U.S. employers added more jobs than expected in January and wages saw their biggest jump since the end of the Great Recession, suggesting the long-awaited surge in salaries may be on the horizon.
The Labor Department said nonfarm payrolls grew by 200,000 last month, beating economists’ expectations of jobs growth of 180,000. Growth in December had been disappointing, with only 160,000 jobs added.
For a third straight month, the unemployment rate was unchanged at 4.1%.
Since the recovery began, job gains have been solid and consistent, while salary growth has been weak. But the January report indicated that may be changing, with average hourly earnings rising 0.3% for the month, reflecting an annualized gain of 2.9% — the highest level since mid-2009.
“People have been wondering when the wages are going to start to rise,” Catherine Barrera, chief economist of the online job marketplace ZipRecruiter, told The New York Times. “I think that over the first six months of this year, we’re really going to start to see the wages rise.”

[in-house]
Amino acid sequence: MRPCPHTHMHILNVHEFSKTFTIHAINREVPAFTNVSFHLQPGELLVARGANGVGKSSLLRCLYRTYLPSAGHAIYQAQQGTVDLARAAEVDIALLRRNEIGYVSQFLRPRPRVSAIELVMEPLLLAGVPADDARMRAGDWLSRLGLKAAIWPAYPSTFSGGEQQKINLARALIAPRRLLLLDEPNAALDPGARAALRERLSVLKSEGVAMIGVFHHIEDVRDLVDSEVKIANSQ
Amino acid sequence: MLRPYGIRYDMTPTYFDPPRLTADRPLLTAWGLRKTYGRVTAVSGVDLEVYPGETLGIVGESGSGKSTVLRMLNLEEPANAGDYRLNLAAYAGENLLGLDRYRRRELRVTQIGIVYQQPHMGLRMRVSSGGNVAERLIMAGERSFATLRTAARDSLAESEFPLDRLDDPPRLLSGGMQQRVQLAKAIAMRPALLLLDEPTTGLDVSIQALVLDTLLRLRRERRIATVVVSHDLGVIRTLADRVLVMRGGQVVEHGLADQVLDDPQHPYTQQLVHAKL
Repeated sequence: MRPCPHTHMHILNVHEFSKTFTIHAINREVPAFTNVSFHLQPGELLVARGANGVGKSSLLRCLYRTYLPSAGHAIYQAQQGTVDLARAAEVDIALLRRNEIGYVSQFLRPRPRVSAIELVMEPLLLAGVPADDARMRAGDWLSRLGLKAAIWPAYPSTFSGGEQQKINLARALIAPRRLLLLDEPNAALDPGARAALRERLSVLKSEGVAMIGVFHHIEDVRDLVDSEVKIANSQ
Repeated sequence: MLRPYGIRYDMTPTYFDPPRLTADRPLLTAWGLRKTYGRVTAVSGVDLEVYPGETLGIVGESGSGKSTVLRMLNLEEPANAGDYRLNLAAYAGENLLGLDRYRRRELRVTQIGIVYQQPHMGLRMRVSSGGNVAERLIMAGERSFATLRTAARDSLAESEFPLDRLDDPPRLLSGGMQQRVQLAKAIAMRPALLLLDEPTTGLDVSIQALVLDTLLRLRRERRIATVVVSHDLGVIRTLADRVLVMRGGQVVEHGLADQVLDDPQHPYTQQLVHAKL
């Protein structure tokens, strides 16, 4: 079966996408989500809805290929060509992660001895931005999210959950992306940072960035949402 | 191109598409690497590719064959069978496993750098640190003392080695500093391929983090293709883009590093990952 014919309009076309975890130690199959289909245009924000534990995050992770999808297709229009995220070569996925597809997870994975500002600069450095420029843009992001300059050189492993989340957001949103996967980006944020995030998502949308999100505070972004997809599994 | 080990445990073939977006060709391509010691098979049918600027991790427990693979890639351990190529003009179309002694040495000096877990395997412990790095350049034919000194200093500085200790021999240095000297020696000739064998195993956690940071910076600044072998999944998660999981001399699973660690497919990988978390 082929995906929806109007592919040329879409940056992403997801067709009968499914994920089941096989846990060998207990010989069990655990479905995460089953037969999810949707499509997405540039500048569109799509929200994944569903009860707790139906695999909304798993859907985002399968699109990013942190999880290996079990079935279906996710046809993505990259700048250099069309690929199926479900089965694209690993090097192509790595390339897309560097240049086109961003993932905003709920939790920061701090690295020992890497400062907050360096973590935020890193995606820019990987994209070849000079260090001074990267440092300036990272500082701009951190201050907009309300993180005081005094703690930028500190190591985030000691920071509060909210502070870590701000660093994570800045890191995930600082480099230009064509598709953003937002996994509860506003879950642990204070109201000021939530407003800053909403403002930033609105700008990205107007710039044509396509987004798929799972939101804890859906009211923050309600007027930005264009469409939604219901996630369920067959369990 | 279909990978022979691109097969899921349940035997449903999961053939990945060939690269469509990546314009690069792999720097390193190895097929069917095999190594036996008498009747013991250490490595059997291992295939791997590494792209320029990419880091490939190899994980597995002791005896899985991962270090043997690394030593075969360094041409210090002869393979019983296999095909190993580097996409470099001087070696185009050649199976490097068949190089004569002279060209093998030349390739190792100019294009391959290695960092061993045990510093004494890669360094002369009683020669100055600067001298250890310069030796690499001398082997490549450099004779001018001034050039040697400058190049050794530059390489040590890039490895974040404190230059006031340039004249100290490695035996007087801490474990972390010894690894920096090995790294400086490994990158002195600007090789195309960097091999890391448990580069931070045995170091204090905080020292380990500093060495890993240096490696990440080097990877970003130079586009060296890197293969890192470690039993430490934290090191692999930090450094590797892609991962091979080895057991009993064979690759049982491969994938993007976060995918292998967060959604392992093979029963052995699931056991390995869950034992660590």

The wages data are preliminary and several times in recent years, wage growth has appeared to pick up, only to fall back to earth in subsequent months. But according to The Times, “there is reason to think that pay gains will prove more durable this time around” as the tightening labor market forces companies to compete harder for workers.
“It’s as tough as it’s ever been,” Michael Mabry, president of Mooyah Burgers, Fries and Shakes, a restaurant chain based in Texas, said of the current hiring environment.
Construction reported the biggest jobs gain by sector with 36,000, while bars and restaurants added 31,000, and health care was up 21,000. Manufacturing showed a gain of 15,000 and durable goods-related industries added 18,000.
“Perhaps the biggest positive surprise on hiring is the continued surge for the goods-producing sector with manufacturing and construction leading the way,” Mark Hamrick, Bankrate.com’s senior economic analyst, told CNBC.
While the labor force participation rate held steady at 62.7%, those counted as not in the labor force jumped 153,000 to 95.7 million.